A special camas sign unveiling ceremony took place in a serene setting at Gyro Park last week, overlooking the banks of the Columbia River.
Blue camas, a sacred heritage plant of local First Nations people, the Sinixt, is valued as an important food source, and this area is a heritage site for the plant.
To start the Trail event, ceremonial tobacco was offered by Coun. Carol Dobie to honour and acknowledge Sinixt Matriarch, Marilyn James.
James spoke about the importance of harvesting practices and protocols in root digging and processing that created sustainability of the camas plant, along with other messages about the need for land and water education today and for future generations.
Event guests posed questions about the cooking practices and taste of camas — the bulbs of the plant are the edible food source — and other Sinixt traditions such as the First Law of the Land.
The sign and heritage site are located along the Gyro Park walkway between the main beach and Sunningdale.
The city encourages everyone to honour and respect camas by not picking or disturbing the plant.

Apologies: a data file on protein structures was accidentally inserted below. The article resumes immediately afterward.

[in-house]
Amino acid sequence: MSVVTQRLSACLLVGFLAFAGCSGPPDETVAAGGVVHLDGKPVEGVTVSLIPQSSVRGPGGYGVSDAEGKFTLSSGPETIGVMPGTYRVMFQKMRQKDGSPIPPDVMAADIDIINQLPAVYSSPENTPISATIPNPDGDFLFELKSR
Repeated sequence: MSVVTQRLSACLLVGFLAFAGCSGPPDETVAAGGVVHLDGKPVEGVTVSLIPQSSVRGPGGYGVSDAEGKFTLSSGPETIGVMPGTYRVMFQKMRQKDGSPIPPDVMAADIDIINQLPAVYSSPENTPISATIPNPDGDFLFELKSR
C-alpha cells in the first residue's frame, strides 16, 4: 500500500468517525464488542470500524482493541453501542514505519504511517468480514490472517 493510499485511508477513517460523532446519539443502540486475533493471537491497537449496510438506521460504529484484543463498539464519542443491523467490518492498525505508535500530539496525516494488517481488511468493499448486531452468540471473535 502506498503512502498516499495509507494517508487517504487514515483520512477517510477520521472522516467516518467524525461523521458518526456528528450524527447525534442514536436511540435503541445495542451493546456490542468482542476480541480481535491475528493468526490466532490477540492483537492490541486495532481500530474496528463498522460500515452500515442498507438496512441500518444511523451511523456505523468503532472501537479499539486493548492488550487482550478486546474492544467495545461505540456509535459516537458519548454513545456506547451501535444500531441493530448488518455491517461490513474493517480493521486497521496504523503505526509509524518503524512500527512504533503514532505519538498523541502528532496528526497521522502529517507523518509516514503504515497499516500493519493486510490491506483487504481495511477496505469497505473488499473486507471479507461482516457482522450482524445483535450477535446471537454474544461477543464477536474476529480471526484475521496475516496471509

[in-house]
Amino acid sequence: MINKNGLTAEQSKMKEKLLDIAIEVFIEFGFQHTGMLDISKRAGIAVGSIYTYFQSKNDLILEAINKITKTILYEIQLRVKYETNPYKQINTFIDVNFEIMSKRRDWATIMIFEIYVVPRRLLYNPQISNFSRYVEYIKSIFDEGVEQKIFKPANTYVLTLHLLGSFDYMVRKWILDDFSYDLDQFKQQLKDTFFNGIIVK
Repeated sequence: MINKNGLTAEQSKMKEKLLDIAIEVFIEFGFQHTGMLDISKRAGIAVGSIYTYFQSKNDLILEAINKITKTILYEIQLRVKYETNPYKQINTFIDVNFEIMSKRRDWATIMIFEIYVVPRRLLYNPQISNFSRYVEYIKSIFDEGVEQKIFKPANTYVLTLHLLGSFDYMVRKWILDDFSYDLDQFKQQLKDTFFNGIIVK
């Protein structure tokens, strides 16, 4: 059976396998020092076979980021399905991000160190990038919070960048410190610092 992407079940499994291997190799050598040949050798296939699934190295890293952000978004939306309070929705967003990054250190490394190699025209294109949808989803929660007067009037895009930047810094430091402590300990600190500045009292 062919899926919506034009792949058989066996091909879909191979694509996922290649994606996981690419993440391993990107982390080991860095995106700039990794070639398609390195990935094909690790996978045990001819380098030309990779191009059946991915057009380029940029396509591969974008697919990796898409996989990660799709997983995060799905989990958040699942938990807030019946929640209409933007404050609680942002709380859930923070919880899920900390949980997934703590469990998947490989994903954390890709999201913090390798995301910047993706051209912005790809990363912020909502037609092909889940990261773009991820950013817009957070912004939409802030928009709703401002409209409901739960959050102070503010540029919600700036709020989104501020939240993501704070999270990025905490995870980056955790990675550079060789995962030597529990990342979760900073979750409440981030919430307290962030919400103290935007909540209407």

In the Trail area, Indigenous community leader Kim Robertson teamed up with Trail Communities in Bloom last spring to plant a bed of camas on the banks of the Columbia River near Gyro Park.
Trail Communities in Bloom, the City of Trail and community members worked with the Autonomous Sinixt to design a Blue Camas (known as ʔitx̌ʷaʔ and pronounced it-kwah) sign at Gyro Park.
Indigenous student artist Jordan Seaman created the camas image on the sign.
Common camas is a native perennial herb in the lily family. The beautiful blue flowers grow in moisture-laden meadows in southern B.C. Camas is a rare find in the Columbia Basin, restricted to low-elevation sites in the West Kootenay.
Camas have a short blooming season starting in the spring for about two to three weeks and then no evidence is left by the middle of June.
Camas was a dietary staple for Indigenous peoples wherever it grew, and is a cultural keystone species. In the Columbia region, however, it presently only covers less than one per cent of its historical range.